Before their pardon and release in 2013, Mikhail Khodorkovsky and Platon Lebedev were held in a variety of pre-trial detention centres and prison colonies, in Moscow or in some of Russia’s most remote regions. Khodorkovsky and Lebedev, along with the three-quarters of a million people who are still behind bars in Russia, endured harsh, humiliating and degrading conditions.
Throughout Khodorkovsky’s time in detention, prison authorities ensured that his behavioural record was peppered with reprimands to serve as pretexts to prevent his release on parole. The constant fault finding by prison authorities repeatedly allowed them to place Khodorkovsky in isolated punishment cells.
The reprimands involved petty matters purposefully misconstrued as behavioural violations, as well as pure falsifications and misinterpretations of the law.
Five incidents are illustrative of the authorities’ treatment of Khodorkovsky:
Broken sewing machine
While working in a penal colony sewing facility, comprised of several workshops, Khodorkovsky left his station to find an equipment mechanic in a nearby room to inform him of the breakdown of his machine. He was reprimanded for leaving his workplace without authorisation. The reprimand was issued even though the whole building in practical terms was his workplace. Moreover, had Khodorkovsky not sought the equipment mechanic to repair his machine, he could have been reprimanded for not working.
Prison rules as “prohibited” documents
Khodorkovsky was reprimanded for being in possession of “prohibited” documents – in fact, texts containing publicly available prison regulations. Prison officials seized, from Khodorkovsky’s bedside table, orders of the Russian Ministry of Justice governing the rights and duties of convicts in penal colonies. These documents had been received by post at the penal colony, addressed to Khodorkovsky; and they cleared inspection by the mailroom censor, who gave them to Khodorkovsky personally, as recorded by signature. Khodorkovsky was sent to an isolated punishment cell for five days.
Drinking tea in an improper place
Khodorkovsky was reprimanded for eating in an improper place – that is, this was the rule he was said to have broken when he drank tea near the kettle in a meeting room where inmates habitually drank tea. Khodorkovsky had just missed dinner in the canteen due to a meeting with his lawyer. The meeting with his lawyer was permitted only after his full-day shift in the workshop; Khodorkovsky had to forego dinner if he wished to meet with his lawyer, and this is why he drank the tea in question. Khodorkovsky was sent to an isolated punishment cell for seven days.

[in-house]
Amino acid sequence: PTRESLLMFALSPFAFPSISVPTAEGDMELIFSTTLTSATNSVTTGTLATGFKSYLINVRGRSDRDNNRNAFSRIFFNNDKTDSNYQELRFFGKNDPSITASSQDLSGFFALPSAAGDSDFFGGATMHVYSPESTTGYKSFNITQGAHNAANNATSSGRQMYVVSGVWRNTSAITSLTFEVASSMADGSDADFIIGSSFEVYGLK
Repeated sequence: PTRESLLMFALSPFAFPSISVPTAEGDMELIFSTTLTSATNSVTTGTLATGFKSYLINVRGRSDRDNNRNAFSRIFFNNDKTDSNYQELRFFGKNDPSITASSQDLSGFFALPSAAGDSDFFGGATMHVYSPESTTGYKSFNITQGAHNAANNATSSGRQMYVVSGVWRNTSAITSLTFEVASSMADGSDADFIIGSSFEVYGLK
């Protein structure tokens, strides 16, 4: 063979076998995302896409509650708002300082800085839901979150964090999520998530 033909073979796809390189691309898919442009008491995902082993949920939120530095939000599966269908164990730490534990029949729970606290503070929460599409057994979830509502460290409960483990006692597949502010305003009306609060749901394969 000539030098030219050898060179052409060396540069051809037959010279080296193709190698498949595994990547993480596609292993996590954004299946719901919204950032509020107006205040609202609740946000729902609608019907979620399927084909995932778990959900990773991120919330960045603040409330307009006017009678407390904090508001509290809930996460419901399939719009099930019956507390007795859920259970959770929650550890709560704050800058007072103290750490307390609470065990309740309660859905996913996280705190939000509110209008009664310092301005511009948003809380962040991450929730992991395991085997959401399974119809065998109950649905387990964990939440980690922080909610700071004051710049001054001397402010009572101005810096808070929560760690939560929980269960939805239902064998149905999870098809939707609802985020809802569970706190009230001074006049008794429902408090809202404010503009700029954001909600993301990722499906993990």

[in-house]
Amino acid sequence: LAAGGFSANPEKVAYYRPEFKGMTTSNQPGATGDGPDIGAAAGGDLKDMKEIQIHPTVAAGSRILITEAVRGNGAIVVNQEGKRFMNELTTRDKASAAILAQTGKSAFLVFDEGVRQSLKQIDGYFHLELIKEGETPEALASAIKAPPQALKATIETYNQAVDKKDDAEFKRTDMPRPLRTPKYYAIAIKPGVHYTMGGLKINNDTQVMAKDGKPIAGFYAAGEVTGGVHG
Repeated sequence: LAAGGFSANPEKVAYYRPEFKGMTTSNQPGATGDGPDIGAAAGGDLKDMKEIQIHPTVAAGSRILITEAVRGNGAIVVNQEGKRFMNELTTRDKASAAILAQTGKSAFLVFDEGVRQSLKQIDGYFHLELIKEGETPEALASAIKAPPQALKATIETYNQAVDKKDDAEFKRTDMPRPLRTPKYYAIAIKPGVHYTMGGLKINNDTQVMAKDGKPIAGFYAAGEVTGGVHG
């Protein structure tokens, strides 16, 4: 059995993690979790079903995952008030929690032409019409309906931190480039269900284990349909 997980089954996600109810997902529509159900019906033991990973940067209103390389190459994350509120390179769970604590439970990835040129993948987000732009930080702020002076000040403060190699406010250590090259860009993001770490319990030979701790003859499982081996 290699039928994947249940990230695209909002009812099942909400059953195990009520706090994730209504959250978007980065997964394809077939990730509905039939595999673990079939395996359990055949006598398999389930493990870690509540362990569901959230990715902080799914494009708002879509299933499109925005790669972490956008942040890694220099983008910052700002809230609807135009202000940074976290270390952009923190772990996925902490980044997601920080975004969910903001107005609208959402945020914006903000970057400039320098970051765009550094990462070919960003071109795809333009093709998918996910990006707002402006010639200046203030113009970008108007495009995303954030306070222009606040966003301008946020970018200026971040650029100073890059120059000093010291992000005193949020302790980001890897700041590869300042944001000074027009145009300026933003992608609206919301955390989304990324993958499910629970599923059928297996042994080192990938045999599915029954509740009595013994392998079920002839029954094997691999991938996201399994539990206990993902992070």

Two lemons and an apple
During an inspection, prison officials discovered that Khodorkovsky had in his possession two lemons and an apple given to him as gifts from fellow inmates after his return from a punishment cell and a hunger strike. Comparing the inspection report with a list of foodstuffs delivered to Khodorkovsky in parcels and purchased by him in the prison shop led the authorities to establish that Khodorkovsky had received these gifts from his fellow inmates. Khodorkovsky was reprimanded for unauthorised possession of the two lemons and the apple. He was sent to an isolated punishment cell for ten days.
Determined not to allow the authorities to break his spirit, and to make public not only his own plight but also those of his fellow prisoners, Khodorkovsky on 4 occasions went on hunger strike, one of which was a dry hunger strike. These were not hunger strikes about him; they were in support of his imprisoned colleagues. “I very carefully picked my battles, because like any normal person I didn’t want to die… Each four times they did compromise with me.
Communicating with the outside world
Cut off from the outside world, Khodorkovsky looked for ways to communicate. Writing had often been the way in which Russians who had fallen foul of the regime – Imperial and Communist – described their experiences; and Khodorkovsky now did the same under the Putin regime.
In October 2008, the Russian edition of Esquire magazine published an interview with Khodorkovsky by famed Russian writer Boris Akunin. The interview had been conducted through the exchange of a series of letters. Although this correspondence did not break prison rules, Khodorkovsky was punished for the interview by being placed in solitary confinement for twelve days. But this did not stop Khodorkovsky from writing.
In August 2011, Khodorkovsky began writing a regular column for the Russian weekly New Times in which he described his experiences behind bars and the lives of prisoners he had come into contact with. Motivated by the fact that there are three-quarters of a million people currently detained in Russia’s prisons, Khodorkovsky stated that society needed to know more about life behind bars in order to act to correct the system.
Indeed, it was during his many years in prison that Khodorkovsky developed many of the ideas and ideals that he had held as a free man, writing about them as a prisoner; and always looking ahead to the moment when he might be able to put those beliefs into practice. His publications are the summation of what he underwent behind bars.